Bogeys, Butterflies & Buoyancy

May 07, 2024

This week’s edition of Another Normal focuses on the pursuit of passion. Whether it’s sports, dance, art or some other endeavor, developing skills helps develop self-esteem and self-confidence. This is so important for all young adults, especially those with disabilities.

Thanks for sharing your experiences and recommending outlets and organizations that help individuals with special needs bloom and grow. It enables us all to learn from one another, one comment at a time.

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You’re a shining star.  No matter who you are.  Shine bright to see.  What you can truly be!

--Earth Wind & Fire

I’ve got this!

Amy Bockerstette has set the world on fire with her golf drive and determination. Now in her third season on the women’s golf team at Paradise Valley Community College in Arizona, Amy recently became the first person with Down syndrome to compete in a collegiate championship at any level.  Along with her family, she created the I Got This Foundation to promote golf instruction and playing opportunities for people with Down syndrome and other intellectual disabilities.  Her father, who is also her caddie, advises parents to expect the most from their children with disabilities.  “Don't put limits on them,” he said last week. “They are far, far more capable than you can imagine.”

Butterflies are free to fly.

Ian Hockley is a beautiful example of turning grief into goodness. His nonprofit, Dylan’s Wings of Change, honors his son who was killed in the 2012 Sandy Hook shooting.  This organization hosts a free virtual camp for young people with disabilities, offering opportunities to explore the performing arts, make friendships and feel welcomed, supported and included.  What a beautiful testament to a beautiful boy.  Camp is still accepting applications for summer programming. Do you know someone who might be interested? What’s your son or daughter’s favorite virtual activity these days?

Making a splash.

If there’s one person in the world who has taught me how to support my son with disabilities, connect with other parents, and find joy in life – it’s Ailene Tisser.  A physical therapist by training and a natural source of inspiration and encouragement to everyone she meets, Tisser is the founder of Swim Angelfish, a world-renowned leader in adaptive swim.  She and her partner, Cindy Freedman, have committed their lives to helping individuals of all abilities swim more safely and confidently in all types of water. 

Because of his work with Ailene and Angelfish, our son with cerebral palsy is completely at home in the water and able to enjoy friends and family for assisted swims and an annual “East Dock Dunk” on the Connecticut coastline.  Working in the water, in the absence of gravity, has enabled him to experience cardiovascular workouts, strengthen key muscle groups, practice social skills and increase his self-confidence.  Plus, it’s a lot of fun!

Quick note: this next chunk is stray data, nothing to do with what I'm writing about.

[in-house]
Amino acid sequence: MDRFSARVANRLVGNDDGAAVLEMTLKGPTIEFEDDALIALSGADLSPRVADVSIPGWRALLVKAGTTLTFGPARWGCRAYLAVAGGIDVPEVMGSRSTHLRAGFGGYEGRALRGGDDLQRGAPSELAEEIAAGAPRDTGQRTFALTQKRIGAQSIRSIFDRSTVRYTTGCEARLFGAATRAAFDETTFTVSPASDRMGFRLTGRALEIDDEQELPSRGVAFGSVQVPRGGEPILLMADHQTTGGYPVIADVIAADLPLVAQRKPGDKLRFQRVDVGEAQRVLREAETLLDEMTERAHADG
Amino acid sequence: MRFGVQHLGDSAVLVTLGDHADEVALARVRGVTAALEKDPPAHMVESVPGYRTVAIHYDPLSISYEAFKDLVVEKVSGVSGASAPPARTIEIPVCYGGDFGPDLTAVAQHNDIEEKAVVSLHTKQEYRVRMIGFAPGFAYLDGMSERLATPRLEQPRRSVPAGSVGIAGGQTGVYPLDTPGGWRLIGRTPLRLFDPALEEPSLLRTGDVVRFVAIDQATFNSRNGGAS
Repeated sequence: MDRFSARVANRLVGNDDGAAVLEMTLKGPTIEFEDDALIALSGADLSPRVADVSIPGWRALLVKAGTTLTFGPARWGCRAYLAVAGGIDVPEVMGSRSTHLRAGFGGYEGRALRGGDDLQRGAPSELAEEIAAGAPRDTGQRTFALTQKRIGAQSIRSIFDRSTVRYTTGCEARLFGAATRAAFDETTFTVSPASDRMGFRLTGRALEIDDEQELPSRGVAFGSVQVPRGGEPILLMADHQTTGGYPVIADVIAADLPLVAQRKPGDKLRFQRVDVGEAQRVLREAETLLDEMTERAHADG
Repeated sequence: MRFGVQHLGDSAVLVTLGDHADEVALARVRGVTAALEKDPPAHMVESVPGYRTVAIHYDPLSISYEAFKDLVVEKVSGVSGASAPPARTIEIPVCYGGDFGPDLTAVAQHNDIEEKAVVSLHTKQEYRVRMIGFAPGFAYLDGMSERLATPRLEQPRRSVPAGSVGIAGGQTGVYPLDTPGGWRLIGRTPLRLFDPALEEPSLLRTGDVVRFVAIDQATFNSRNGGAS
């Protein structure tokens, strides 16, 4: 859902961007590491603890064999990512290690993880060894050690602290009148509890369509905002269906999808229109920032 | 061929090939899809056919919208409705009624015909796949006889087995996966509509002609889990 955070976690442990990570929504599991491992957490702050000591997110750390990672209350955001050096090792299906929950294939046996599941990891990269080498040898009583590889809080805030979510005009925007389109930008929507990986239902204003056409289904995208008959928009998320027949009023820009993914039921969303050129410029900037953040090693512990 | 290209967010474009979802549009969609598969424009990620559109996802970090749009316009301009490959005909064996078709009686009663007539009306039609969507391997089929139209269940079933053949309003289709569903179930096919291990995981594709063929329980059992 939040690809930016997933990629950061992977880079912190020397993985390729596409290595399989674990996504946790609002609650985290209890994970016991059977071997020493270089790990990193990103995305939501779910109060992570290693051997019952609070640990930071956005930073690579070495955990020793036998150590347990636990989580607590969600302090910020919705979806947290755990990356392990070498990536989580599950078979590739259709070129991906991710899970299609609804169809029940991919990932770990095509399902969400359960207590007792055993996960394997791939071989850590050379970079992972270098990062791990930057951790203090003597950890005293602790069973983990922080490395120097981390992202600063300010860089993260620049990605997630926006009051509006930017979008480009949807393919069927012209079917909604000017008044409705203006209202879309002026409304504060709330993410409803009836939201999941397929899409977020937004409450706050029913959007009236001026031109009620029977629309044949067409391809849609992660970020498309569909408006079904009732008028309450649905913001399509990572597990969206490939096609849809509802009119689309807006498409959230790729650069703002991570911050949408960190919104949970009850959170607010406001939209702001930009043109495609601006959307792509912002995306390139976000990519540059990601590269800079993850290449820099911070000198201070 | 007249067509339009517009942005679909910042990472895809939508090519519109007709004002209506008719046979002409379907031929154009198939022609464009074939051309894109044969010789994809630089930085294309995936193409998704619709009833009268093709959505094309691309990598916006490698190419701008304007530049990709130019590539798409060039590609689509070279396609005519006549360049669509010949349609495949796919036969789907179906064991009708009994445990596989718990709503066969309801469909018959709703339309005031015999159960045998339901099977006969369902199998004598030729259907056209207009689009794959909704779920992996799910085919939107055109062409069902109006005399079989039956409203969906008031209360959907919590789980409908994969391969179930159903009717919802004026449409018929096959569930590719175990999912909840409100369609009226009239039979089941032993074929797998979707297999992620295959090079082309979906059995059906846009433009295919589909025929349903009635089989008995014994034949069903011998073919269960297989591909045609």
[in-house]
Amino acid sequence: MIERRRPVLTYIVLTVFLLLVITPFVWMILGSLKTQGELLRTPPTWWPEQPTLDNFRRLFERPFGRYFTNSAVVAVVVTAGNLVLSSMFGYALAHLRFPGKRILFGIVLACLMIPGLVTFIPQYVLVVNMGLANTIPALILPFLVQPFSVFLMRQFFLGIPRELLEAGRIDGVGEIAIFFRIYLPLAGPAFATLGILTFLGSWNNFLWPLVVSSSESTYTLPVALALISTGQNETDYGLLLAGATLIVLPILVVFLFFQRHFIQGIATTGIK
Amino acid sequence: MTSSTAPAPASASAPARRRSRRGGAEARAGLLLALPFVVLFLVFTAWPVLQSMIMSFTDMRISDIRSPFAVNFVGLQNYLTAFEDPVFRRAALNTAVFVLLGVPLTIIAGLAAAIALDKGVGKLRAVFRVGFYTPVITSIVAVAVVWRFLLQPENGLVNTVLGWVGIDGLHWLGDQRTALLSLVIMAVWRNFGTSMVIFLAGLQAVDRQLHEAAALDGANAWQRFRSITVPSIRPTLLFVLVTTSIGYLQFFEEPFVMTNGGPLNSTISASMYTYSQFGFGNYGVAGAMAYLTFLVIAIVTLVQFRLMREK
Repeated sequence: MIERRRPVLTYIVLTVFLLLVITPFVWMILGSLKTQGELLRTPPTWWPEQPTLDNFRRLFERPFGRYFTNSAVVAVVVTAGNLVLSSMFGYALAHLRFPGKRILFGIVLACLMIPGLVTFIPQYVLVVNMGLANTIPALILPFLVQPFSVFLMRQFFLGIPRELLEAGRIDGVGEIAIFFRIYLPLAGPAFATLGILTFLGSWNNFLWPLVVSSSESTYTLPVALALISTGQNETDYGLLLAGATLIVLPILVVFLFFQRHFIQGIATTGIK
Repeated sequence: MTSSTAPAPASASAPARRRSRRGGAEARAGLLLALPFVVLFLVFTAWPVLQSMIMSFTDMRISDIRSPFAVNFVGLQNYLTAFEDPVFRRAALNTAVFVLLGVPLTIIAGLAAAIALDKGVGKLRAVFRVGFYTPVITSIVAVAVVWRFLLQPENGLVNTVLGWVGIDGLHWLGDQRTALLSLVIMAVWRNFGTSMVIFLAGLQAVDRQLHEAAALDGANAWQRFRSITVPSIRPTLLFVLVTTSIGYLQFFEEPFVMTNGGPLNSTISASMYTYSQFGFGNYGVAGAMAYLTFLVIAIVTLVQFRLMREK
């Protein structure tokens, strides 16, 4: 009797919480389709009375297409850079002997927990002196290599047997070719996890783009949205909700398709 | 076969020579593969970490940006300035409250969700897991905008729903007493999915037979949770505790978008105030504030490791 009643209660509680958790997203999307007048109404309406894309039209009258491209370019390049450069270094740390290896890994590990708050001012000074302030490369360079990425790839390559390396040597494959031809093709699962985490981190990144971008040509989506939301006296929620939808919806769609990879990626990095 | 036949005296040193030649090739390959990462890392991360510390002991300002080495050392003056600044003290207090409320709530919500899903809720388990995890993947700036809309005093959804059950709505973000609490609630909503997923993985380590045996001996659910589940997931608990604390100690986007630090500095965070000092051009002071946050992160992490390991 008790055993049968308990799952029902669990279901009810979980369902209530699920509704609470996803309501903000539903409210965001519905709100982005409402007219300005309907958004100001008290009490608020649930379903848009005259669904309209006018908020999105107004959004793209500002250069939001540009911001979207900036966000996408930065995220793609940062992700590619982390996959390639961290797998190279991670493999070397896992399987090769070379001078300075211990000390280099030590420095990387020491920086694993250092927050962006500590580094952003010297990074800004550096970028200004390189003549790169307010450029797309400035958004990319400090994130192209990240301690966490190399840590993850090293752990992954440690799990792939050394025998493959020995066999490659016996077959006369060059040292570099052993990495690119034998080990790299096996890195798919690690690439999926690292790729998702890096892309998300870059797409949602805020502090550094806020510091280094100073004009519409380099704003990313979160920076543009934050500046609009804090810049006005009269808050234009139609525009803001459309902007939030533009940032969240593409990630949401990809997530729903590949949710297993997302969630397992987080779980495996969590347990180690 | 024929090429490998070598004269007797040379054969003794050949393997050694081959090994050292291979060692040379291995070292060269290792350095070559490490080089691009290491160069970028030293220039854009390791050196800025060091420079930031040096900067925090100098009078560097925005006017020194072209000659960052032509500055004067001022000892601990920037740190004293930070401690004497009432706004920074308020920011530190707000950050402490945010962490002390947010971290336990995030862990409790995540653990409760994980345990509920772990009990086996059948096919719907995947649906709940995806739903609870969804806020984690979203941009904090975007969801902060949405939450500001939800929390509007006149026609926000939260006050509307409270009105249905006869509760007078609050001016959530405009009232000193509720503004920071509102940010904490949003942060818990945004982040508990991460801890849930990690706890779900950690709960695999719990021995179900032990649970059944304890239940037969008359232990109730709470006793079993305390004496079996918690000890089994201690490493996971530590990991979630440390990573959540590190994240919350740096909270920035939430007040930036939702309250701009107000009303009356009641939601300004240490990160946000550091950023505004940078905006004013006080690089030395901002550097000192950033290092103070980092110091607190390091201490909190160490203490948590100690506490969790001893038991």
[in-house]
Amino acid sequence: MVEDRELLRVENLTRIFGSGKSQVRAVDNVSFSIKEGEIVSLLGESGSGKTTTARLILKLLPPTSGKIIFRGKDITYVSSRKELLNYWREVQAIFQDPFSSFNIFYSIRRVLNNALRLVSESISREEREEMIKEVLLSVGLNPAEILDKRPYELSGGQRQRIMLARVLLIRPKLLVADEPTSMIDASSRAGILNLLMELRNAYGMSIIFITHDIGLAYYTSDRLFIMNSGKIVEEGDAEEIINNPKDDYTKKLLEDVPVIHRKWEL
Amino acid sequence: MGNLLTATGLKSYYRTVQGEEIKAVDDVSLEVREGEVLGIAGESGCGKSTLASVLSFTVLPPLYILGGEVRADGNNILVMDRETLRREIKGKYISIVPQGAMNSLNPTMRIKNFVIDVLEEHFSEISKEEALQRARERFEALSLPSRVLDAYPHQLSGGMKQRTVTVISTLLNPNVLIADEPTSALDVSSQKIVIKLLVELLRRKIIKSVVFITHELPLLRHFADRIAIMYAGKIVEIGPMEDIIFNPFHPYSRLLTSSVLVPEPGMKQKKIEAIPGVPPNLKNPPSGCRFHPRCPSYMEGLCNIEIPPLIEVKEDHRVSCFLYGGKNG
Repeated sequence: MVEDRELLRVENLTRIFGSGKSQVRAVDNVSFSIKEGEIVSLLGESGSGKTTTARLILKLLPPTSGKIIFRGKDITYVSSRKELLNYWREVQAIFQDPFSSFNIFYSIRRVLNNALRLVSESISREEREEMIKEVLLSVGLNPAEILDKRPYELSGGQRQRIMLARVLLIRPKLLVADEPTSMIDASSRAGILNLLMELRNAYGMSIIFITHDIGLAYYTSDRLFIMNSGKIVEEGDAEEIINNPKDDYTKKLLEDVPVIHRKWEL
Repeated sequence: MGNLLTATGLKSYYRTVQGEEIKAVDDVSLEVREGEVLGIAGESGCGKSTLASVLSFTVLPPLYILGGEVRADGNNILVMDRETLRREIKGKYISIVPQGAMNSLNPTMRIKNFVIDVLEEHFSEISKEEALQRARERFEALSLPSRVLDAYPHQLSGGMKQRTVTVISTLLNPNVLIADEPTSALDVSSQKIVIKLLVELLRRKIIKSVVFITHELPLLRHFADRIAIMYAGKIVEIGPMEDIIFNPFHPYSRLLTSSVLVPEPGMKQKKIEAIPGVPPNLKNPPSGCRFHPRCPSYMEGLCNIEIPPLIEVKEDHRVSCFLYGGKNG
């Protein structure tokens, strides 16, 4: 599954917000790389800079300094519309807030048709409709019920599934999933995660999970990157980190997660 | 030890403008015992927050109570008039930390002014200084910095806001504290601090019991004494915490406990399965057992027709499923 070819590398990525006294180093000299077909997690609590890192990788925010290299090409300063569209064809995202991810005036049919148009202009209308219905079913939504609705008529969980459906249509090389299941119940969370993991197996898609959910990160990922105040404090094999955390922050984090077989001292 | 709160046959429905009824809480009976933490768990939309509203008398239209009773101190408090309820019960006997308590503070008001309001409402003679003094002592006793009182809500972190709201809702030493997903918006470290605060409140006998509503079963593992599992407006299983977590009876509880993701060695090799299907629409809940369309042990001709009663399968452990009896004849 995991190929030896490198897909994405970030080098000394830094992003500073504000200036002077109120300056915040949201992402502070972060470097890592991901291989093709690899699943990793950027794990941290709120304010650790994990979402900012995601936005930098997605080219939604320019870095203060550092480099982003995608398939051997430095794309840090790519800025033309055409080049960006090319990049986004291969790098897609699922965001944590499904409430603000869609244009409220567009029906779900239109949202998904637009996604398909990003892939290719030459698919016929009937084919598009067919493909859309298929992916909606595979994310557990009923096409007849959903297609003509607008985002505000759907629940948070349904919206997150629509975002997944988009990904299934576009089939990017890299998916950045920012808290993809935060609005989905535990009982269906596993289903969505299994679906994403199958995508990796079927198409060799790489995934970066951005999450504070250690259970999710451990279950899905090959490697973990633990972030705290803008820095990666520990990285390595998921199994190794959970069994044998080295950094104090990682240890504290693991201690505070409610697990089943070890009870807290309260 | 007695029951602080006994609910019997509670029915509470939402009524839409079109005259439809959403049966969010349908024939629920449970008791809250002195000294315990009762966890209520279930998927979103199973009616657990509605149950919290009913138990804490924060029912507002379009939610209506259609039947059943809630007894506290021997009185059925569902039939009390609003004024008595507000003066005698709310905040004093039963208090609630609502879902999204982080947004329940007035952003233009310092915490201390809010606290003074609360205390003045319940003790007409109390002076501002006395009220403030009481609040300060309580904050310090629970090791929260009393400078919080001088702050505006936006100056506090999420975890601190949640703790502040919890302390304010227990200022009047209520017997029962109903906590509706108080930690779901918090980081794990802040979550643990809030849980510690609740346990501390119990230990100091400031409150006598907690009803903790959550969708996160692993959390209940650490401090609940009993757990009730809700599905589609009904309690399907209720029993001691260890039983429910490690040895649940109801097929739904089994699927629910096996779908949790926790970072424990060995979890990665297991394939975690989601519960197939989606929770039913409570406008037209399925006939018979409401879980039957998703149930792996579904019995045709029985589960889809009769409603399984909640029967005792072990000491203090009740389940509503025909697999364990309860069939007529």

“Water-based therapy is wonderful for all different abilities and ages,” says Tisser. “Breath control underwater helps increase speech and normalize muscle tone.  And it also enables individuals with disabilities to participate more fully in their communities.”  In order to achieve these benefits, however, Tisser urges families to demand their swim instructors have special training.  “This is something parents must inquire about and seek out,” she explains. Angelfish can help.

Because adaptive swim instruction is an unregulated field, limited standards exist and many programs can claim to be “disability-friendly” without any real skills or training.  Drowning is the number one cause of death among individuals with autism who elope or escape without supervision, says Tisser.  “They are drawn to the water and often very impulsive with limited safety awareness. We simply must teach them how to protect themselves.”  

Tisser and Freedman started working with individuals with special needs in the water doing physical and occupational therapy. When they tried to integrate students into the swim community for lessons, they realized there were no programs to accommodate these families.  This led them to develop a curriculum to train other instructors.  By packaging their knowledge as therapists to teach others how to assess and identify the underlying problems swimmers were having, they devised strategies and techniques that swim instructors can use to overcome key obstacles.  Their online certification program has been deployed throughout the U.S. as well as Germany, Australia, Italy, India, Qatar, Dubai and more to help swimmers of all abilities gain independence in the water.  

With more than 300 instructors now certified and safely teaching individuals with disabilities across the globe, Ailene is clearly fulfilling her dreams.  Perhaps she can impact yours, too.  Free videos for parents, coaches and instructors are available here, along with a comprehensive online training program for aquatic professionals.  The Swim Angelfish YouTube channel also offers tips and techniques for individuals of all abilities.

Swimming is just one of many fun outdoor activities that seem to geer up when the warm weather arrives.  What are you doing to prepare for summer?

Interested in learning more about one-to-one coaching? Contact Kris for information on what this might look like for you, including outcomes, availability, fees and more.

Contact Kris

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